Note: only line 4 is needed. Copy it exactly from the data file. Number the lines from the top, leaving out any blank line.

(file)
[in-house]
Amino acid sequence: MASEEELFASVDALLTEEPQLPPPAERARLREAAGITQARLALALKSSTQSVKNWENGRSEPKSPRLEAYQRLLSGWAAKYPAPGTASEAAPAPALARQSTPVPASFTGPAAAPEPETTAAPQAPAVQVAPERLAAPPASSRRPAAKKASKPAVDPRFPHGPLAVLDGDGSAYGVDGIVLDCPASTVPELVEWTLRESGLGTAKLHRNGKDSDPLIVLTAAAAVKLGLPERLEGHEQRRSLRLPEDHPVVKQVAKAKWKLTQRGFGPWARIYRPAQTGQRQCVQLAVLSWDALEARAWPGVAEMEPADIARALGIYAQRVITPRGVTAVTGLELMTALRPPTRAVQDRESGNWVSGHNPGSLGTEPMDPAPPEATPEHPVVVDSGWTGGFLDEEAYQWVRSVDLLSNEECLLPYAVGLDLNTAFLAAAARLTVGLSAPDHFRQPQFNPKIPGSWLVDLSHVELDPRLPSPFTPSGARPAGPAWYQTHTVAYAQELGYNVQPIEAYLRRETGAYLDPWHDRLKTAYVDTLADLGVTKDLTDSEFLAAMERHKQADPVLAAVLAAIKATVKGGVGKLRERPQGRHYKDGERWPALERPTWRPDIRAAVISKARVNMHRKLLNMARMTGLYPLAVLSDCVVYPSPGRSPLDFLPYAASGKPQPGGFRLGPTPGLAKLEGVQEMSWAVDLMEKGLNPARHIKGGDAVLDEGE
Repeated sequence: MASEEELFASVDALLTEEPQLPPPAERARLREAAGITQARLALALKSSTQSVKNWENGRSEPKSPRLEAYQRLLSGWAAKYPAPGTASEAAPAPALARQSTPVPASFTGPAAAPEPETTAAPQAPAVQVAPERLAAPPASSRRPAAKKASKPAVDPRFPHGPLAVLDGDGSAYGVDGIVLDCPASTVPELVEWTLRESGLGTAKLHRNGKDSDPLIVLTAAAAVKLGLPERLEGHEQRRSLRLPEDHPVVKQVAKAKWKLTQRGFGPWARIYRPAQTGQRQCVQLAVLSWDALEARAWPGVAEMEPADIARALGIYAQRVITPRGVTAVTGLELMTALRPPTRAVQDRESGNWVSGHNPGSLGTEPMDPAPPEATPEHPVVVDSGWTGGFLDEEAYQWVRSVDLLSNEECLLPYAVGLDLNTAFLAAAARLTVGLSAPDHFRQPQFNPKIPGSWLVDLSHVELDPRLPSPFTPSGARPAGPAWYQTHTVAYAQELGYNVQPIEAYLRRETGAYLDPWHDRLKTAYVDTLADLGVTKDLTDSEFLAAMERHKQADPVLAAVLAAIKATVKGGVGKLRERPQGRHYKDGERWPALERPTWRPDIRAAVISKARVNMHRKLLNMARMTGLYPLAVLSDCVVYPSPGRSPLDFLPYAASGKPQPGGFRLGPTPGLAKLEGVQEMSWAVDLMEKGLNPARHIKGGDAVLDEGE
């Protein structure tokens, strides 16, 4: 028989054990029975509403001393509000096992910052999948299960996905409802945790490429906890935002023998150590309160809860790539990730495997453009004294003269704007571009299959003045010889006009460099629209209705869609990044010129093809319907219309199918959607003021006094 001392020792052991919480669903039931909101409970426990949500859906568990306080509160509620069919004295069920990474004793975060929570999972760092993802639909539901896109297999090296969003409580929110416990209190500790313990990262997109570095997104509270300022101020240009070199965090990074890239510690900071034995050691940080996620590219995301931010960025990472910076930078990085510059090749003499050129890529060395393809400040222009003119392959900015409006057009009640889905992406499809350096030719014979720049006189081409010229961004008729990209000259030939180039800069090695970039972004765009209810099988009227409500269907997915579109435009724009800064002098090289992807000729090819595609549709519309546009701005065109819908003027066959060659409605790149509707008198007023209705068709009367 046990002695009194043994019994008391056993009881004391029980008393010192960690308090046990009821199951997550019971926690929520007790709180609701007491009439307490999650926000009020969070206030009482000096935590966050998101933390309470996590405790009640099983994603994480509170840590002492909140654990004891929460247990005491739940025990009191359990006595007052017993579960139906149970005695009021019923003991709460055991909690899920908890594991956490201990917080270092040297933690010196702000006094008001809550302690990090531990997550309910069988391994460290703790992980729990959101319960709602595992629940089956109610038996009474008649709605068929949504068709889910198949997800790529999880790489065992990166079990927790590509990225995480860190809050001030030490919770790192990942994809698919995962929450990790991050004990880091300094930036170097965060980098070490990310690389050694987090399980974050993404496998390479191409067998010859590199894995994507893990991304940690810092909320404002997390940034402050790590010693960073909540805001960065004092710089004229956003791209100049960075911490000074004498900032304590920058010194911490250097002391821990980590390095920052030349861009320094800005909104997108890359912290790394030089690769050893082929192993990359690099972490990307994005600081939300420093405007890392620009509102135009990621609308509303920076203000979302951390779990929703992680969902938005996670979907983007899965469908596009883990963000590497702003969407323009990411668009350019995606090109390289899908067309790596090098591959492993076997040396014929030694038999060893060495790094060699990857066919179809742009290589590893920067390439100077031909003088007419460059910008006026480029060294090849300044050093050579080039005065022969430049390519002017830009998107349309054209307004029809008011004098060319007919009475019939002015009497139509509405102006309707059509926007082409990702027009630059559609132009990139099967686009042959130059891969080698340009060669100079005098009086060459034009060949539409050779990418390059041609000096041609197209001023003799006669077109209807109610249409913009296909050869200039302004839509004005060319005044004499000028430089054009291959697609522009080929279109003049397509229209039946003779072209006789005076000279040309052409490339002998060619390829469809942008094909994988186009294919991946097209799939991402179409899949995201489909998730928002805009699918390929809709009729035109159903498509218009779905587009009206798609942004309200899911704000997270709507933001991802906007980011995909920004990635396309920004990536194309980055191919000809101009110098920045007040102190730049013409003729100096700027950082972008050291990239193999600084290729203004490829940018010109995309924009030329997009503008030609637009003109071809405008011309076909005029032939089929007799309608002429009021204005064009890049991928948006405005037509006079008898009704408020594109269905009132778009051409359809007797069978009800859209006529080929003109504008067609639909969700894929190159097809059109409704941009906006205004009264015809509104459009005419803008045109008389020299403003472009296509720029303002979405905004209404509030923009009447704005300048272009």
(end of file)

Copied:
């Protein structure tokens, strides 16, 4: 028989054990029975509403001393509000096992910052999948299960996905409802945790490429906890935002023998150590309160809860790539990730495997453009004294003269704007571009299959003045010889006009460099629209209705869609990044010129093809319907219309199918959607003021006094 001392020792052991919480669903039931909101409970426990949500859906568990306080509160509620069919004295069920990474004793975060929570999972760092993802639909539901896109297999090296969003409580929110416990209190500790313990990262997109570095997104509270300022101020240009070199965090990074890239510690900071034995050691940080996620590219995301931010960025990472910076930078990085510059090749003499050129890529060395393809400040222009003119392959900015409006057009009640889905992406499809350096030719014979720049006189081409010229961004008729990209000259030939180039800069090695970039972004765009209810099988009227409500269907997915579109435009724009800064002098090289992807000729090819595609549709519309546009701005065109819908003027066959060659409605790149509707008198007023209705068709009367 046990002695009194043994019994008391056993009881004391029980008393010192960690308090046990009821199951997550019971926690929520007790709180609701007491009439307490999650926000009020969070206030009482000096935590966050998101933390309470996590405790009640099983994603994480509170840590002492909140654990004891929460247990005491739940025990009191359990006595007052017993579960139906149970005695009021019923003991709460055991909690899920908890594991956490201990917080270092040297933690010196702000006094008001809550302690990090531990997550309910069988391994460290703790992980729990959101319960709602595992629940089956109610038996009474008649709605068929949504068709889910198949997800790529999880790489065992990166079990927790590509990225995480860190809050001030030490919770790192990942994809698919995962929450990790991050004990880091300094930036170097965060980098070490990310690389050694987090399980974050993404496998390479191409067998010859590199894995994507893990991304940690810092909320404002997390940034402050790590010693960073909540805001960065004092710089004229956003791209100049960075911490000074004498900032304590920058010194911490250097002391821990980590390095920052030349861009320094800005909104997108890359912290790394030089690769050893082929192993990359690099972490990307994005600081939300420093405007890392620009509102135009990621609308509303920076203000979302951390779990929703992680969902938005996670979907983007899965469908596009883990963000590497702003969407323009990411668009350019995606090109390289899908067309790596090098591959492993076997040396014929030694038999060893060495790094060699990857066919179809742009290589590893920067390439100077031909003088007419460059910008006026480029060294090849300044050093050579080039005065022969430049390519002017830009998107349309054209307004029809008011004098060319007919009475019939002015009497139509509405102006309707059509926007082409990702027009630059559609132009990139099967686009042959130059891969080698340009060669100079005098009086060459034009060949539409050779990418390059041609000096041609197209001023003799006669077109209807109610249409913009296909050869200039302004839509004005060319005044004499000028430089054009291959697609522009080929279109003049397509229209039946003779072209006789005076000279040309052409490339002998060619390829469809942008094909994988186009294919991946097209799939991402179409899949995201489909998730928002805009699918390929809709009729035109159903498509218009779905587009009206798609942004309200899911704000997270709507933001991802906007980011995909920004990635396309920004990536194309980055191919000809101009110098920045007040102190730049013409003729100096700027950082972008050291990239193999600084290729203004490829940018010109995309924009030329997009503008030609637009003109071809405008011309076909005029032939089929007799309608002429009021204005064009890049991928948006405005037509006079008898009704408020594109269905009132778009051409359809007797069978009800859209006529080929003109504008067609639909969700894929190159097809059109409704941009906006205004009264015809509104459009005419803008045109008389020299403003472009296509720029303002979405905004209404509030923009009447704005300048272009």